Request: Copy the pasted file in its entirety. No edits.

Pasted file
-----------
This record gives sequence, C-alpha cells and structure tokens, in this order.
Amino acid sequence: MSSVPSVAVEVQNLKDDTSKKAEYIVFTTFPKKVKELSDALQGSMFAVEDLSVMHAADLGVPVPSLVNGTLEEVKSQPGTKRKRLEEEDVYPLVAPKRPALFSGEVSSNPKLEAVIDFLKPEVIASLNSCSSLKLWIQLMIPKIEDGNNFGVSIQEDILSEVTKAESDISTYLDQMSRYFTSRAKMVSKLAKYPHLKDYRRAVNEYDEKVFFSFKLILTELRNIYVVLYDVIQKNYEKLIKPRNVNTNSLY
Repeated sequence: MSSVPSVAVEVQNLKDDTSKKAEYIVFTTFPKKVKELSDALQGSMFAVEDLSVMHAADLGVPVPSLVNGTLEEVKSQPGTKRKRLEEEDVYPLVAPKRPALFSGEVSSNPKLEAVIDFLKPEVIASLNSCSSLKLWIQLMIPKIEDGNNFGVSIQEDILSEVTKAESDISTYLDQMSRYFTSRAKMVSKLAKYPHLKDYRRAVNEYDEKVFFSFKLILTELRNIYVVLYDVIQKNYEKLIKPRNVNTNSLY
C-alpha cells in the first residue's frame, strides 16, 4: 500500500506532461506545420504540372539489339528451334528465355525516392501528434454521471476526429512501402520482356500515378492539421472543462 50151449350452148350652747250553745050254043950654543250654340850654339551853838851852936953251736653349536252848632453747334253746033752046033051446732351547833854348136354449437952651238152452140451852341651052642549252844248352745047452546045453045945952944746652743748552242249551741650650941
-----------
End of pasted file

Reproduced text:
This record gives sequence, C-alpha cells and structure tokens, in this order.
Amino acid sequence: MSSVPSVAVEVQNLKDDTSKKAEYIVFTTFPKKVKELSDALQGSMFAVEDLSVMHAADLGVPVPSLVNGTLEEVKSQPGTKRKRLEEEDVYPLVAPKRPALFSGEVSSNPKLEAVIDFLKPEVIASLNSCSSLKLWIQLMIPKIEDGNNFGVSIQEDILSEVTKAESDISTYLDQMSRYFTSRAKMVSKLAKYPHLKDYRRAVNEYDEKVFFSFKLILTELRNIYVVLYDVIQKNYEKLIKPRNVNTNSLY
Repeated sequence: MSSVPSVAVEVQNLKDDTSKKAEYIVFTTFPKKVKELSDALQGSMFAVEDLSVMHAADLGVPVPSLVNGTLEEVKSQPGTKRKRLEEEDVYPLVAPKRPALFSGEVSSNPKLEAVIDFLKPEVIASLNSCSSLKLWIQLMIPKIEDGNNFGVSIQEDILSEVTKAESDISTYLDQMSRYFTSRAKMVSKLAKYPHLKDYRRAVNEYDEKVFFSFKLILTELRNIYVVLYDVIQKNYEKLIKPRNVNTNSLY
C-alpha cells in the first residue's frame, strides 16, 4: 500500500506532461506545420504540372539489339528451334528465355525516392501528434454521471476526429512501402520482356500515378492539421472543462 50151449350452148350652747250553745050254043950654543250654340850654339551853838851852936953251736653349536252848632453747334253746033752046033051446732351547833854348136354449437952651238152452140451852341651052642549252844248352745047452546045453045945952944746652743748552242249551741650650941